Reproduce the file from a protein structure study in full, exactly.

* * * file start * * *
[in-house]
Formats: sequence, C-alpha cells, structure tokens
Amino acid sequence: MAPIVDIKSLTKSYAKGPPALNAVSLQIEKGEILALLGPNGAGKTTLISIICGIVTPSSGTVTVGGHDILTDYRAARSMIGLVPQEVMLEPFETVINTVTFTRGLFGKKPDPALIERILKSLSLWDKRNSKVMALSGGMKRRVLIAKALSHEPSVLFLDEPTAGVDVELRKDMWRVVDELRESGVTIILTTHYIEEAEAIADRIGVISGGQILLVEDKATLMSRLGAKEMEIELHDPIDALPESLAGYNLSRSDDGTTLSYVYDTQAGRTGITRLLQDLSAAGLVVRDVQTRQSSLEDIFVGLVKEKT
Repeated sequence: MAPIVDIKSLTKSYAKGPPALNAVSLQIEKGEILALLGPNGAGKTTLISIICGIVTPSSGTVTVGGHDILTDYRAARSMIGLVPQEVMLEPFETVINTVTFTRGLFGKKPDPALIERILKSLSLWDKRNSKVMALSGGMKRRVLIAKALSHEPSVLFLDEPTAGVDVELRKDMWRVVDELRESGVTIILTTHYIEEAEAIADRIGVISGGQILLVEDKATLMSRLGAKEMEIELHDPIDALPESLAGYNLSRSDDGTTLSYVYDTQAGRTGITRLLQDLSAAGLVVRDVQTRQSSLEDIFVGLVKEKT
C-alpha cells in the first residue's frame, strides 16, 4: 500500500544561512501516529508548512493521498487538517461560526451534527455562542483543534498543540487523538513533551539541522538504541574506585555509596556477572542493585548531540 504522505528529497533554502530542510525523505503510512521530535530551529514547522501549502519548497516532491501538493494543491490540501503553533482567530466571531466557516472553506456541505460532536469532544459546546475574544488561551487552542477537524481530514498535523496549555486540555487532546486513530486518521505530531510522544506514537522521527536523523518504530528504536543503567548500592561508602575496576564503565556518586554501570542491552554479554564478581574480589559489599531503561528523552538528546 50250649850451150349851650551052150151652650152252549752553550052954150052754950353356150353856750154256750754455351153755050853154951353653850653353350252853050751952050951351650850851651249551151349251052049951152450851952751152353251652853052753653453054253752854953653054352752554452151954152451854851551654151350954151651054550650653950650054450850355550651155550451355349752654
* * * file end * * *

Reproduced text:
[in-house]
Formats: sequence, C-alpha cells, structure tokens
Amino acid sequence: MAPIVDIKSLTKSYAKGPPALNAVSLQIEKGEILALLGPNGAGKTTLISIICGIVTPSSGTVTVGGHDILTDYRAARSMIGLVPQEVMLEPFETVINTVTFTRGLFGKKPDPALIERILKSLSLWDKRNSKVMALSGGMKRRVLIAKALSHEPSVLFLDEPTAGVDVELRKDMWRVVDELRESGVTIILTTHYIEEAEAIADRIGVISGGQILLVEDKATLMSRLGAKEMEIELHDPIDALPESLAGYNLSRSDDGTTLSYVYDTQAGRTGITRLLQDLSAAGLVVRDVQTRQSSLEDIFVGLVKEKT
Repeated sequence: MAPIVDIKSLTKSYAKGPPALNAVSLQIEKGEILALLGPNGAGKTTLISIICGIVTPSSGTVTVGGHDILTDYRAARSMIGLVPQEVMLEPFETVINTVTFTRGLFGKKPDPALIERILKSLSLWDKRNSKVMALSGGMKRRVLIAKALSHEPSVLFLDEPTAGVDVELRKDMWRVVDELRESGVTIILTTHYIEEAEAIADRIGVISGGQILLVEDKATLMSRLGAKEMEIELHDPIDALPESLAGYNLSRSDDGTTLSYVYDTQAGRTGITRLLQDLSAAGLVVRDVQTRQSSLEDIFVGLVKEKT
C-alpha cells in the first residue's frame, strides 16, 4: 500500500544561512501516529508548512493521498487538517461560526451534527455562542483543534498543540487523538513533551539541522538504541574506585555509596556477572542493585548531540 504522505528529497533554502530542510525523505503510512521530535530551529514547522501549502519548497516532491501538493494543491490540501503553533482567530466571531466557516472553506456541505460532536469532544459546546475574544488561551487552542477537524481530514498535523496549555486540555487532546486513530486518521505530531510522544506514537522521527536523523518504530528504536543503567548500592561508602575496576564503565556518586554501570542491552554479554564478581574480589559489599531503561528523552538528546 50250649850451150349851650551052150151652650152252549752553550052954150052754950353356150353856750154256750754455351153755050853154951353653850653353350252853050751952050951351650850851651249551151349251052049951152450851952751152353251652853052753653453054253752854953653054352752554452151954152451854851551654151350954151651054550650653950650054450850355550651155550451355349752654